In a world where good jobs are hard to come by, more and more job seekers are looking outside of their current cities to find work. According to Worldwide ERC, a workforce mobility association, their member companies spent $10 billion in 2011 on corporate relocation in the U.S. That breaks down to more than 216,000 domestic transfers.
Of those transfers, one-third dealt with relocating new hires, indicating that employers are willing to relocate the right people for the right job. In many cases, relocation can mean new opportunities for not only you, but for your spouse and family as well. And while there may be challenges along the way, the payoff might outweigh the risks.
“I had just resigned from my stable full-time job representing a professional athlete that was preparing for retirement at the end of the year, and I knew I had to make a change before that happened to continue moving forward in my career,” says Klint Bradley, owner of promotional marketing supplier Branded.
After doing research to find the hot spots for sport agents, he relocated to West Palm Beach, Fla., after attending Butler University in Indianapolis.
“I grew up on a large working grain and livestock farm in central Illinois, and when I moved to Indianapolis for college … it was a big step from the country lifestyle I was used to, but home was never far away,” Bradley says. “Moving all the way to Florida meant that I wasn’t only taking a big risk professionally, having just started my own business, but also personally by leaving behind close friends and family.”
Bradley says he found that relocation helped him stay focused on his industry and making connections. Personally, he became more diligent about maintaining a healthy lifestyle. As he’s met individuals from across the nation, he’s been able to learn a lot of valuable business acumen from their experiences.
“The drive and success I see in these people give me even more drive to go after my dreams with the fervor and confidence my parents encouraged in me,” Bradley says. “I think sometimes being in the Midwest, you sink into the mentality of going to work and paying your bills and never getting ahead or moving up the hierarchy. For me, seeing people living a different lifestyle meant they have found balance in their life, and I can find that same balance if I work hard enough.”
Bradley suggests that when considering relocation, it’s best to focus on the big picture. Determine where your career is going and where your significant other is in her career and figure out what cities you’d consider moving to.
“If you are moving for the position, definitely working with the organization on relocation expenses or having your salary inflated to compensate for the additional expense of relocating is best,” Bradley says.
Below, other job seekers share their experiences relocating for their careers:
“When my husband’s opportunity for a stint in Silicon Valley became a real option, my own entrepreneurial ventures as a yoga teacher were just getting some traction, and I was at a high point at my ‘day job,’ still doing the other thing that I love — paramedicine — part time and sitting on a managerial project part time as well. Things were really good for me, and he had this amazing opportunity to temporarily relocate with his corporation with 100 percent support, have the Silicon Valley startup experience he’d been eyeing, and still retain our home in Albuquerque, where we know our heart is. My take on the relocation: Hold out for a supportive arrangement, and when that’s on the table, leap — even if it seems like everything is as good as it can be where you are, even if you’re just then experiencing returns on years of hard work and investment. Create a transition plan. You’re going to throw it out the window, but having it will give you a structure at the beginning and a feeling of having a [safety] net during, and the thought you put into it will matter after you throw it out, so make it as if your life depended on it. And then go all in.” — Christine Stump, Alignment Yoga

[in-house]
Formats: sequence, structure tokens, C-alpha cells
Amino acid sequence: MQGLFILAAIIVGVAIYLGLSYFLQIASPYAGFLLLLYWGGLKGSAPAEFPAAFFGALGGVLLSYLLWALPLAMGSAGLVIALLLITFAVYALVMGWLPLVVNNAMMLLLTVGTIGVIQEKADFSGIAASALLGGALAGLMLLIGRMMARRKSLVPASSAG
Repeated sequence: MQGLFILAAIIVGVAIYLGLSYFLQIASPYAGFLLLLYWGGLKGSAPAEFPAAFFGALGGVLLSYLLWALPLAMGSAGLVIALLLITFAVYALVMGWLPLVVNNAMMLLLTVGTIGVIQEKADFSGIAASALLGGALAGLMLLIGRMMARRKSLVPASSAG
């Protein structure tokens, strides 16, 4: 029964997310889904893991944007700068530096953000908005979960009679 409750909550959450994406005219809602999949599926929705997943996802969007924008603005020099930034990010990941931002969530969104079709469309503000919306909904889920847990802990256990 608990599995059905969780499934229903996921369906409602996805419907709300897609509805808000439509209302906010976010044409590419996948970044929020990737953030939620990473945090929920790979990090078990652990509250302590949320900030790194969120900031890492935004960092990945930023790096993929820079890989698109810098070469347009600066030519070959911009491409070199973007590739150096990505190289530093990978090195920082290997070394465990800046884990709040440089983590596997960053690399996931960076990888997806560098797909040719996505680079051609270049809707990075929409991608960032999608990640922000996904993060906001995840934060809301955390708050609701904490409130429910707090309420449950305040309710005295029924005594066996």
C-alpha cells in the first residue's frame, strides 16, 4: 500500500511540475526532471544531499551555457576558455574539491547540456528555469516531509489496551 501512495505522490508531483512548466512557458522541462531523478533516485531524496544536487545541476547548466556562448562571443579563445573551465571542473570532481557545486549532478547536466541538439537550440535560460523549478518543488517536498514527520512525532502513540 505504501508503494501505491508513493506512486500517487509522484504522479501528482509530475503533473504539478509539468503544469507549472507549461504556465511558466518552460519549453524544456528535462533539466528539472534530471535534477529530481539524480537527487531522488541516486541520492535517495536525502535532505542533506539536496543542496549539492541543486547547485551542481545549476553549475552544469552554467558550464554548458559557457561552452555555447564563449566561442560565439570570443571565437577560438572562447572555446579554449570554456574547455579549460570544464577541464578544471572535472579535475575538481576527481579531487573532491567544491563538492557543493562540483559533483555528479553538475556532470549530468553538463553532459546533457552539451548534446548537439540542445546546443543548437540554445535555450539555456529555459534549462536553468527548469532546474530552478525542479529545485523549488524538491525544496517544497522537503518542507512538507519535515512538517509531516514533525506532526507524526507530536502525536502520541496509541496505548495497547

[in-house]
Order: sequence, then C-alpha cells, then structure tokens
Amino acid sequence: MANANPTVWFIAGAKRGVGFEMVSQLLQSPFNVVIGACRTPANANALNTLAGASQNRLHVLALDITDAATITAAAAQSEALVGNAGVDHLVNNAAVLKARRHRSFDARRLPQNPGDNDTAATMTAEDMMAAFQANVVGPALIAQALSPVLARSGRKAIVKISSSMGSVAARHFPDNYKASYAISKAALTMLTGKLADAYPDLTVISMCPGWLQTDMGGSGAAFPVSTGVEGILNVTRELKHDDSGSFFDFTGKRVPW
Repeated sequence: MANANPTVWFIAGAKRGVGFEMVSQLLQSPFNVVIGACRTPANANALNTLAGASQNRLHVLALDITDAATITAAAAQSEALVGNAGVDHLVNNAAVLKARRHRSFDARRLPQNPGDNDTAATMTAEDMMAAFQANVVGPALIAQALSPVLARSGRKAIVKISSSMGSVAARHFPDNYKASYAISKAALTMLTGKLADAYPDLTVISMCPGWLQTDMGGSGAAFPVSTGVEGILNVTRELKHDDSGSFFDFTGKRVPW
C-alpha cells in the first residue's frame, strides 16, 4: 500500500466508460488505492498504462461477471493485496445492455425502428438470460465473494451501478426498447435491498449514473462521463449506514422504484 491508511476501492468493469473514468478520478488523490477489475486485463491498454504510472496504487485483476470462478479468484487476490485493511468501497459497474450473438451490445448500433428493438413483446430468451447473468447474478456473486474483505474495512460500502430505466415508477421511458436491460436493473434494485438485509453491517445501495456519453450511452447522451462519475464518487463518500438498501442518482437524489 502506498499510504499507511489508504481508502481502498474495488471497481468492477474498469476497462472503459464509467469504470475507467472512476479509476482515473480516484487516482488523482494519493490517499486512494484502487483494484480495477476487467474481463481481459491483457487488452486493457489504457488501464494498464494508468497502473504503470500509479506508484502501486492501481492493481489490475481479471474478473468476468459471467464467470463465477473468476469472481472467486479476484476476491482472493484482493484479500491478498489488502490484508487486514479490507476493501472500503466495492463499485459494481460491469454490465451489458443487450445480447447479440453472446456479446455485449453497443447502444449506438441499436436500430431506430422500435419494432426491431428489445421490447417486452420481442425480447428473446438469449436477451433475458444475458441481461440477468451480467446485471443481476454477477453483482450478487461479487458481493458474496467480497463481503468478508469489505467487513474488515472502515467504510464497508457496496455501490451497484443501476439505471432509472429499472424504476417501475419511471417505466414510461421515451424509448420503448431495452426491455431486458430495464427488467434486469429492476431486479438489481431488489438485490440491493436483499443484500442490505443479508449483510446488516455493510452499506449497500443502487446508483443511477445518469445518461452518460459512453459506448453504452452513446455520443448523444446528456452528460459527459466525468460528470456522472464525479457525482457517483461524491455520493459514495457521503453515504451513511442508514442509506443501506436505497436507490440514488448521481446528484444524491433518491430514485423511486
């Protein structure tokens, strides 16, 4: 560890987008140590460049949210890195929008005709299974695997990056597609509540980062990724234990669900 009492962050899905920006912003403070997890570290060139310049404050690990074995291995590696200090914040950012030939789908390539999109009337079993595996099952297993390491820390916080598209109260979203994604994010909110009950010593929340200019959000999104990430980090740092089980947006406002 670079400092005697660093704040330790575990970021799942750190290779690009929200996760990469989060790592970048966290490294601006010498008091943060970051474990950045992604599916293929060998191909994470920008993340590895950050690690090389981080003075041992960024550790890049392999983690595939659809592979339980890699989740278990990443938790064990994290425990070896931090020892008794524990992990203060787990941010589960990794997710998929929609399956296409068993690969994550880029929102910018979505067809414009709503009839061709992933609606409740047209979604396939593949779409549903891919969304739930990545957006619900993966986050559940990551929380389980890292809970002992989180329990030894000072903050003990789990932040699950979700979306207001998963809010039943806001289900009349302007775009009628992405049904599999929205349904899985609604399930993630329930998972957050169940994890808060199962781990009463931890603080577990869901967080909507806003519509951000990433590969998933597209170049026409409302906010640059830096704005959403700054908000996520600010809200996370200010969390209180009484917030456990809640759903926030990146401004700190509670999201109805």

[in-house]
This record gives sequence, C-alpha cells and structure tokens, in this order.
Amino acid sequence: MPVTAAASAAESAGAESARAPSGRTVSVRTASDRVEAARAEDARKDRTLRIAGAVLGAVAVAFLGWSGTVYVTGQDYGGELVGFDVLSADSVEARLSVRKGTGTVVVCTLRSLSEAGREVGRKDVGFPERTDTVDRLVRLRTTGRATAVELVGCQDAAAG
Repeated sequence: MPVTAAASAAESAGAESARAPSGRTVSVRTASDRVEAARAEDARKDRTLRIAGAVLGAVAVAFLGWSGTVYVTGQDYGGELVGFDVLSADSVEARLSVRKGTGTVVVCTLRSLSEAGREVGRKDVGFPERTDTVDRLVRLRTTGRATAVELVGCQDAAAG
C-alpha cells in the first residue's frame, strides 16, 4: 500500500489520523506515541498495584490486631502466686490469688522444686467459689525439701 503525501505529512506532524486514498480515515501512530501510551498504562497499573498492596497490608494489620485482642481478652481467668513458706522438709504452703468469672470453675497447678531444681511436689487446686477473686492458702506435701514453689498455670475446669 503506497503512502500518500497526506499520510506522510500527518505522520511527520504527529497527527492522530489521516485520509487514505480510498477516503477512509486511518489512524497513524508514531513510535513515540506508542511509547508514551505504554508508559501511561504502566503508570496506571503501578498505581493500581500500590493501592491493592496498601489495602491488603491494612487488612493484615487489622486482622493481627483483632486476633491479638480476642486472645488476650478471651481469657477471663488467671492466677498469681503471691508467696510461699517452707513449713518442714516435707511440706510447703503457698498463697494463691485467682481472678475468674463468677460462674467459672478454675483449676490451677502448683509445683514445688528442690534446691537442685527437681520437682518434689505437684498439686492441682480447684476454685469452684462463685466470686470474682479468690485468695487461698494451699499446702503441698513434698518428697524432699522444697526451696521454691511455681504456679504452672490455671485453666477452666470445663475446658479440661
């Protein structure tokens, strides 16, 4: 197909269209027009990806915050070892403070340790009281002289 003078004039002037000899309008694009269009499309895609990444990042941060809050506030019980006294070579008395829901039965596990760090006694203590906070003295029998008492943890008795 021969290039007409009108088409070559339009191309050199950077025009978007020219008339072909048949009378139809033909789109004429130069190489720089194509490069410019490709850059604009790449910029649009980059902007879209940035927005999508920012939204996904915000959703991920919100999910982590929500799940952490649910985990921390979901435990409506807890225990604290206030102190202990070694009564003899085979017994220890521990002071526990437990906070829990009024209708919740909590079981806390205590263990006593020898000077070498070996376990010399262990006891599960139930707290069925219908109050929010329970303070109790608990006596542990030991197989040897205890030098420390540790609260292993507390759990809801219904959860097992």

“I moved to California from New York City because my ex-wife … came out here with our kids, forcing me to follow her. I’ve been able to make a huge impact on the place where I work, which is already up 50 percent over last year’s revenue and was just named Agency of the Year by a prestigious trade publication. The East Coast/West Coast transition has had some challenges, but that’s interesting, too.” — Tom Siebart, vice president of communications, Digitaria
“In 1998, I relocated as a trailing spouse from Florida to Michigan. I found an exceptional job in a short period of time, partly due to the fact that I set a goal for myself of being upbeat and positive and meeting three new people every day. We had two young sons, so our social circle expanded fairly quickly. Some of the best friends I have were met there. In 2007 — in the midst of a divorce — I relocated from Michigan to Virginia. I devoted every waking moment to my job until my sons, then 17 and 19, relocated three months later. I found it very hard to meet people outside of work and with my interests. Since the job I moved here to take no longer exists, I am now considering relocation again. Bottom line: It’s not easy, but a lot of it is attitude.” — Susan Milhoan, chief operations officer, J. Taylor Associates
“I relocated from Honolulu to Los Angeles for my job; I went from freelance to full time when I moved here. As a single mom, it was a tough yet no-brainer decision, because it was such a huge move. It’s the best decision I’ve made for our two-person family, and we’re doing very well in Los Angeles.” — Ally Sperber, account executive, Marketing Maven Public Relations, Inc. – Originally posted on Aol Jobs by Justin Thompson